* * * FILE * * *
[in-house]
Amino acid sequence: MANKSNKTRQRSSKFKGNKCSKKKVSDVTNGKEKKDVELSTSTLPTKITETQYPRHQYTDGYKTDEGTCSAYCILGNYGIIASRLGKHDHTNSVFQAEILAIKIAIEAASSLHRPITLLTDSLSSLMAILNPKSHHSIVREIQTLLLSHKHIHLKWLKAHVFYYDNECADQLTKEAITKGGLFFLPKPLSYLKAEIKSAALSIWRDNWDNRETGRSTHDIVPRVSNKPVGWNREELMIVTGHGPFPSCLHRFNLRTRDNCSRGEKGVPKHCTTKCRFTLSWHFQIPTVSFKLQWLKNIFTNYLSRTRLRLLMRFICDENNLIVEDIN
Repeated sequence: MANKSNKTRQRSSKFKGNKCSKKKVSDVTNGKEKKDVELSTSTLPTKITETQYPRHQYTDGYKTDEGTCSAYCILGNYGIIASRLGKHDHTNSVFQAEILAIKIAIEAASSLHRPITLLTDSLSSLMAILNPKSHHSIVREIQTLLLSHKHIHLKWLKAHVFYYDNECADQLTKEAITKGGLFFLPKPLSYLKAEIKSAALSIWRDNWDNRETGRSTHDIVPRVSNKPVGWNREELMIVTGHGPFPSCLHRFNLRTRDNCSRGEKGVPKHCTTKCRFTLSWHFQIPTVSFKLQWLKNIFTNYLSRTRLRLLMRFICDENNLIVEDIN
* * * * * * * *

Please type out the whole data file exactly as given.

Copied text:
[in-house]
Amino acid sequence: MANKSNKTRQRSSKFKGNKCSKKKVSDVTNGKEKKDVELSTSTLPTKITETQYPRHQYTDGYKTDEGTCSAYCILGNYGIIASRLGKHDHTNSVFQAEILAIKIAIEAASSLHRPITLLTDSLSSLMAILNPKSHHSIVREIQTLLLSHKHIHLKWLKAHVFYYDNECADQLTKEAITKGGLFFLPKPLSYLKAEIKSAALSIWRDNWDNRETGRSTHDIVPRVSNKPVGWNREELMIVTGHGPFPSCLHRFNLRTRDNCSRGEKGVPKHCTTKCRFTLSWHFQIPTVSFKLQWLKNIFTNYLSRTRLRLLMRFICDENNLIVEDIN
Repeated sequence: MANKSNKTRQRSSKFKGNKCSKKKVSDVTNGKEKKDVELSTSTLPTKITETQYPRHQYTDGYKTDEGTCSAYCILGNYGIIASRLGKHDHTNSVFQAEILAIKIAIEAASSLHRPITLLTDSLSSLMAILNPKSHHSIVREIQTLLLSHKHIHLKWLKAHVFYYDNECADQLTKEAITKGGLFFLPKPLSYLKAEIKSAALSIWRDNWDNRETGRSTHDIVPRVSNKPVGWNREELMIVTGHGPFPSCLHRFNLRTRDNCSRGEKGVPKHCTTKCRFTLSWHFQIPTVSFKLQWLKNIFTNYLSRTRLRLLMRFICDENNLIVEDIN